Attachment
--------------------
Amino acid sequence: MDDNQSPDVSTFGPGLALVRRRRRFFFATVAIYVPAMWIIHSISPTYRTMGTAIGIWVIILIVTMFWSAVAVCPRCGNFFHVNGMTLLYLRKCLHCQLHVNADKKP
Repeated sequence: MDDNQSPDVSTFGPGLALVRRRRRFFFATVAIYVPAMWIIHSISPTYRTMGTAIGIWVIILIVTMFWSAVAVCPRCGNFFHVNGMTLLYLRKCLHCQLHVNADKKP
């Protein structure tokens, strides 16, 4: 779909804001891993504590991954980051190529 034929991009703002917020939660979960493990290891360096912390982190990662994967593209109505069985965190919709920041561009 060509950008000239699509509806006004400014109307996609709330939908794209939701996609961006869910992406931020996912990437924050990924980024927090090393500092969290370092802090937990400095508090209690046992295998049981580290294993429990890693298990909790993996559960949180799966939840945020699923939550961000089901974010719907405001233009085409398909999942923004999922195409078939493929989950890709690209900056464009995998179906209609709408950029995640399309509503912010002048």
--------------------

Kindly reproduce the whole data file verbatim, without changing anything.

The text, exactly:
Amino acid sequence: MDDNQSPDVSTFGPGLALVRRRRRFFFATVAIYVPAMWIIHSISPTYRTMGTAIGIWVIILIVTMFWSAVAVCPRCGNFFHVNGMTLLYLRKCLHCQLHVNADKKP
Repeated sequence: MDDNQSPDVSTFGPGLALVRRRRRFFFATVAIYVPAMWIIHSISPTYRTMGTAIGIWVIILIVTMFWSAVAVCPRCGNFFHVNGMTLLYLRKCLHCQLHVNADKKP
């Protein structure tokens, strides 16, 4: 779909804001891993504590991954980051190529 034929991009703002917020939660979960493990290891360096912390982190990662994967593209109505069985965190919709920041561009 060509950008000239699509509806006004400014109307996609709330939908794209939701996609961006869910992406931020996912990437924050990924980024927090090393500092969290370092802090937990400095508090209690046992295998049981580290294993429990890693298990909790993996559960949180799966939840945020699923939550961000089901974010719907405001233009085409398909999942923004999922195409078939493929989950890709690209900056464009995998179906209609709408950029995640399309509503912010002048």